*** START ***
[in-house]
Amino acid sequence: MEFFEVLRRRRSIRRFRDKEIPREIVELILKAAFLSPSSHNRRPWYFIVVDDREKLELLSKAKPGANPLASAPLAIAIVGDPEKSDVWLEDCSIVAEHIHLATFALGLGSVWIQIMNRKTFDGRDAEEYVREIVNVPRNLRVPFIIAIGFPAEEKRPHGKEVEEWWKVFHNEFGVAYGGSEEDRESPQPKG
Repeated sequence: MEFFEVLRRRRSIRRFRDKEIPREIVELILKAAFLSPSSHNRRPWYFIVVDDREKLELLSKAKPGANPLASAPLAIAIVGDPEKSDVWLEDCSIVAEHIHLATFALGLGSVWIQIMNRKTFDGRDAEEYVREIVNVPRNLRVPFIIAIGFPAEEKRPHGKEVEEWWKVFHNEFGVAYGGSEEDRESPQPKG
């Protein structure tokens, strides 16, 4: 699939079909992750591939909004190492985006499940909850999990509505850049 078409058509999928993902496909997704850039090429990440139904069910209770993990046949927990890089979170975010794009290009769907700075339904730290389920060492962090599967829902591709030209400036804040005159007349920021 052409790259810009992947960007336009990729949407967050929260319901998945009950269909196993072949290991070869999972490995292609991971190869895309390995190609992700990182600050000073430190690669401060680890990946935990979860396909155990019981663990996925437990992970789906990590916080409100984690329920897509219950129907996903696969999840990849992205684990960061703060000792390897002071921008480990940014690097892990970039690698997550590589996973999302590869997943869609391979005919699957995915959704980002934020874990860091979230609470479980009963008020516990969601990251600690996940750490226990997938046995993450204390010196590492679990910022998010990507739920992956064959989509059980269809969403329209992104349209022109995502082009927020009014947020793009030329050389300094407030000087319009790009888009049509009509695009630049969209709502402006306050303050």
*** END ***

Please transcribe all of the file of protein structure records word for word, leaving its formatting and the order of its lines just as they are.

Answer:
[in-house]
Amino acid sequence: MEFFEVLRRRRSIRRFRDKEIPREIVELILKAAFLSPSSHNRRPWYFIVVDDREKLELLSKAKPGANPLASAPLAIAIVGDPEKSDVWLEDCSIVAEHIHLATFALGLGSVWIQIMNRKTFDGRDAEEYVREIVNVPRNLRVPFIIAIGFPAEEKRPHGKEVEEWWKVFHNEFGVAYGGSEEDRESPQPKG
Repeated sequence: MEFFEVLRRRRSIRRFRDKEIPREIVELILKAAFLSPSSHNRRPWYFIVVDDREKLELLSKAKPGANPLASAPLAIAIVGDPEKSDVWLEDCSIVAEHIHLATFALGLGSVWIQIMNRKTFDGRDAEEYVREIVNVPRNLRVPFIIAIGFPAEEKRPHGKEVEEWWKVFHNEFGVAYGGSEEDRESPQPKG
């Protein structure tokens, strides 16, 4: 699939079909992750591939909004190492985006499940909850999990509505850049 078409058509999928993902496909997704850039090429990440139904069910209770993990046949927990890089979170975010794009290009769907700075339904730290389920060492962090599967829902591709030209400036804040005159007349920021 052409790259810009992947960007336009990729949407967050929260319901998945009950269909196993072949290991070869999972490995292609991971190869895309390995190609992700990182600050000073430190690669401060680890990946935990979860396909155990019981663990996925437990992970789906990590916080409100984690329920897509219950129907996903696969999840990849992205684990960061703060000792390897002071921008480990940014690097892990970039690698997550590589996973999302590869997943869609391979005919699957995915959704980002934020874990860091979230609470479980009963008020516990969601990251600690996940750490226990997938046995993450204390010196590492679990910022998010990507739920992956064959989509059980269809969403329209992104349209022109995502082009927020009014947020793009030329050389300094407030000087319009790009888009049509009509695009630049969209709502402006306050303050």